New LAND Attack on Windows XP and 2003 Server. A late yesterday suggested that a single crafted packet could cause Windows XP SP2 and Windows 2003 Server to become unstable. Our initial tests show that Windows XP Professional seems to be vulnerable, but Windows XP Home Edition is not. We have not been able to test a Windows 2003 Server yet, and are interested in any results that others may have. Any host-based firewall on the target must be turned off to verify the attack.
To test the vulnerability, use a packet crafting tool such as hping to send a single forged packet at a target system. Set the source IP and port to be the same as the target's IP and port, and set the SYN bit. Using hping2 the command would be
hping -V -c 100 -d 40 -S -s 110 -p 110 -a 192.168.1.2 192.168.1.2
hping2 <options> target
-V for verbose
-c # of packets
-d bytes of data
-s source port
-p destination port
-a spoof address
(Handler Dan Goldberg contributed to these tests, thanks Dan!)
According to the posting on Bugtraq, Microsoft has been notified about this potential vulnerability. If you do run the tests, please tell us what tool you used to craft the packets, the command you used, the target operating system with SP level, and the results. We'll publish a summary in tomorrow's diary.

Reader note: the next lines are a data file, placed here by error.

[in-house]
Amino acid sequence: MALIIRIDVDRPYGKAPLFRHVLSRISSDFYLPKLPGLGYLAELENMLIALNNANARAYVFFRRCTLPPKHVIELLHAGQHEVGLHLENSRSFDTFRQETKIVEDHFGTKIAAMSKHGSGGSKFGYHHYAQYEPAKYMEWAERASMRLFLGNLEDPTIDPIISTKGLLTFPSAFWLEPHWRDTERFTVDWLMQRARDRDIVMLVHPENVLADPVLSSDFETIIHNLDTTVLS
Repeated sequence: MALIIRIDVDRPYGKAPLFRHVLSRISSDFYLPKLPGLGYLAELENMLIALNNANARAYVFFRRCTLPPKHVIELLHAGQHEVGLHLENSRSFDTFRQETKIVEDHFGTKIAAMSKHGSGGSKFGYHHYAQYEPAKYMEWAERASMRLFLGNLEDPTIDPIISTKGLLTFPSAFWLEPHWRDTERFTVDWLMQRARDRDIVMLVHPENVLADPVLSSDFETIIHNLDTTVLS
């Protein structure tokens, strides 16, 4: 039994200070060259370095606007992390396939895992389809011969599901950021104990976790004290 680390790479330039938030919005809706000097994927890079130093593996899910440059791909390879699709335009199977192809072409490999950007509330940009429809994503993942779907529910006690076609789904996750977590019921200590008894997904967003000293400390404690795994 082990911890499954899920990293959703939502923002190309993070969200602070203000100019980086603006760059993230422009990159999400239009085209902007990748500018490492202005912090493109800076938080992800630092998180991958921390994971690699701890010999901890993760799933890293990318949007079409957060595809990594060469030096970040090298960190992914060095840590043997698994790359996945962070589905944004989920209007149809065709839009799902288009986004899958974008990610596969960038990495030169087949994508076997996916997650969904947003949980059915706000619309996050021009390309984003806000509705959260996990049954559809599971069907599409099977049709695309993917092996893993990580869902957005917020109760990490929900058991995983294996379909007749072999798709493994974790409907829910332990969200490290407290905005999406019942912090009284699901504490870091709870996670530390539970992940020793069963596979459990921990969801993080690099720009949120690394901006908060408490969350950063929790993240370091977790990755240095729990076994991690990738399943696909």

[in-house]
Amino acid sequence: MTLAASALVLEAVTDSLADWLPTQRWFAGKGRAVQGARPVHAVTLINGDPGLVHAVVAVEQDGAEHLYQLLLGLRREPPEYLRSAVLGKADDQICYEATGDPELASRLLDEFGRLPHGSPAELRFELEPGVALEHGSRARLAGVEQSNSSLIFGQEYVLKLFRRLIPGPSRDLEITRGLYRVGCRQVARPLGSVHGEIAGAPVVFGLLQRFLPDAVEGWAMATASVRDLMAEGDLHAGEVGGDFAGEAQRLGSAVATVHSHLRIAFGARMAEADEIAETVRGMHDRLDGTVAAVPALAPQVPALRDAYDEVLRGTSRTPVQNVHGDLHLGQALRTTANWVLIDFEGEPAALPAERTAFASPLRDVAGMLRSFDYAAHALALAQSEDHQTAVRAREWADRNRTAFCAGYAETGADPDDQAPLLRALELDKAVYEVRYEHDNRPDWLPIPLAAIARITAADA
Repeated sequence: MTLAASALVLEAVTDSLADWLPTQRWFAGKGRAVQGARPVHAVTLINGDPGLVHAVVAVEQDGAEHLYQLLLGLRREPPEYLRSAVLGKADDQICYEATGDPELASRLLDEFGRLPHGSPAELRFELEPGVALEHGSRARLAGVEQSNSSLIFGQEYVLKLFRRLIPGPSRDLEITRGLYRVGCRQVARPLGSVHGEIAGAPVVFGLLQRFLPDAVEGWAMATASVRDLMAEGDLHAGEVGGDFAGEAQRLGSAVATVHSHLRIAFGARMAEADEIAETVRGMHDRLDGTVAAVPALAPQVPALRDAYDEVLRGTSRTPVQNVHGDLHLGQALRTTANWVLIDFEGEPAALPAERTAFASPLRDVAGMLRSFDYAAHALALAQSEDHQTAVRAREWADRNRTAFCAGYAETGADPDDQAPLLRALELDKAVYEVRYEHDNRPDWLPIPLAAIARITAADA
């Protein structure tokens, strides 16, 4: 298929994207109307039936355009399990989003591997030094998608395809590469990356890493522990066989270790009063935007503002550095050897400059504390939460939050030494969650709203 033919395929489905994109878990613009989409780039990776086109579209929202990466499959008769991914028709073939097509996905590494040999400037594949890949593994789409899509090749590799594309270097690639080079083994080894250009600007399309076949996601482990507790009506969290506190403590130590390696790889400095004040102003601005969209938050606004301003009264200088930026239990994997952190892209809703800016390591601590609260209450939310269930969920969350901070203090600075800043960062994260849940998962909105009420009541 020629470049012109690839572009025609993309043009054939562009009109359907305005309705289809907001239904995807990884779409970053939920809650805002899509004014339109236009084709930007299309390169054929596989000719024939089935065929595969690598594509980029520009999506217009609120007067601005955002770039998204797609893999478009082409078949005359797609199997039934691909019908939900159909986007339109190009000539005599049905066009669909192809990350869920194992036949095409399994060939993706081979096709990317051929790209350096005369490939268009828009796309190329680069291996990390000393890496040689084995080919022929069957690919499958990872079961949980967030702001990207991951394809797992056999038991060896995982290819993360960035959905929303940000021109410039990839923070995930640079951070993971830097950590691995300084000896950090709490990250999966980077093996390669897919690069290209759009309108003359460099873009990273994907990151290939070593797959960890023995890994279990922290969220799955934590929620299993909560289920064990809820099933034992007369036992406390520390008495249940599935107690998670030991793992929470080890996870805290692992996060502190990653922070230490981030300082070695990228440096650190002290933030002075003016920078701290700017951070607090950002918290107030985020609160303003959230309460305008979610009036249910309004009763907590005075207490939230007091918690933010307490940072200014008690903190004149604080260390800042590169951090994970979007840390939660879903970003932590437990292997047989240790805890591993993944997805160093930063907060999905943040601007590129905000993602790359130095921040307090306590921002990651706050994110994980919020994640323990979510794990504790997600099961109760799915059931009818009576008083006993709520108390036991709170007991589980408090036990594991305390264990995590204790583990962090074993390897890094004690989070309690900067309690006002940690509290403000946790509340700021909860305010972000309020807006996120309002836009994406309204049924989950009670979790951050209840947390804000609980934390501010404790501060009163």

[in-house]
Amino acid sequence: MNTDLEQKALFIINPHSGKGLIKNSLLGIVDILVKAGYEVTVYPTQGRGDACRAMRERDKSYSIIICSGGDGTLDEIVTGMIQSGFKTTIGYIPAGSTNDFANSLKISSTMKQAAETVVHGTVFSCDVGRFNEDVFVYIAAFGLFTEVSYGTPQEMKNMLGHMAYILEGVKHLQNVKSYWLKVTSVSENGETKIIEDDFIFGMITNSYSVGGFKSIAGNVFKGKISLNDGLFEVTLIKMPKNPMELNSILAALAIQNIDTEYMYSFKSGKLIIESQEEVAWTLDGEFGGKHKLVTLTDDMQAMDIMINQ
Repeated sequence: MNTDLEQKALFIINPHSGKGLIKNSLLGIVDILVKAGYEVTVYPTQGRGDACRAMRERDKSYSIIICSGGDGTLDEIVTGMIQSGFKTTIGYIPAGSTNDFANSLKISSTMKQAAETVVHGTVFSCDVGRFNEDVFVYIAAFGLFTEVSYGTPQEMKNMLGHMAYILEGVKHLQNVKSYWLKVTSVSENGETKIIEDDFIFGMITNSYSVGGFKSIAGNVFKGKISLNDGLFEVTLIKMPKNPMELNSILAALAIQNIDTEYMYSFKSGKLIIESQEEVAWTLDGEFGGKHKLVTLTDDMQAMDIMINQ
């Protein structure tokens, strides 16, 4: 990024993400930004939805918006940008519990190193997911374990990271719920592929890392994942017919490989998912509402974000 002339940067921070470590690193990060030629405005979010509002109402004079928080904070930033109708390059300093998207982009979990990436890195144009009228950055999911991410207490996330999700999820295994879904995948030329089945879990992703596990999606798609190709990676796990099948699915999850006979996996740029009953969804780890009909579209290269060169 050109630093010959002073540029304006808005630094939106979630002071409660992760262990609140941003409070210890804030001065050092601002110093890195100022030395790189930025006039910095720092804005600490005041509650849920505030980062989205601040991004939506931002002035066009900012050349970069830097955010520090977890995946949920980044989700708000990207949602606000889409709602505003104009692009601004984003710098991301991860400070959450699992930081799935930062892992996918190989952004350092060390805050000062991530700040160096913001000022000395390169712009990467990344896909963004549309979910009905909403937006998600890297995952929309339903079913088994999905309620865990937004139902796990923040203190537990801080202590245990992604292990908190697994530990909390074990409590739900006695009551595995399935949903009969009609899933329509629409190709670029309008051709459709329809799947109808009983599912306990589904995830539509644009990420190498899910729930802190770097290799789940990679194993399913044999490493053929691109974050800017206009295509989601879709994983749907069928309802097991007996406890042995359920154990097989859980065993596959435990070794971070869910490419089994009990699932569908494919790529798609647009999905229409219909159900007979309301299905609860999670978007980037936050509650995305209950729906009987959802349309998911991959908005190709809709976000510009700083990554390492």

UPDATE, 7 MAR 05 1715 GMT. After receiving several postings from readers, we have learned that the hping command above needs a bit of tweaking. To verify this vulnerability, you have to send the packets at a listening port, and you have to keep the source port constant. Verify the target computer is listening on a port by running netstat or tcpview, then choose an open (listening) port for the test. Also, include the "-k" (keep) option in the hping command:
hping -V -k -c 100 -d 40 -S -s 110 -p 110 -a 192.168.1.2 192.168.1.2
(assumes that tcp/110 is listening)
Instant Messenger Malware. We received several reports today of a piece of malware that circulates via Instant Messenger programs. The malware appears as a message from another person with a teaser such as "hot pic!!" or "OMG look at this!!!" Following that line is a URL pointing to a PIF file such as
These files are detected by some anti-virus engines as
If a user clicks the link (executes the .pif) then the infected machine will send copies of the link to the user's IM buddies, and could cause additional damage to the user's computer. Removal instructions are available on several AV vendor's web sites.
Marcus H. Sachs
Handler of the Day
Mar 7th 2005
1 decade ago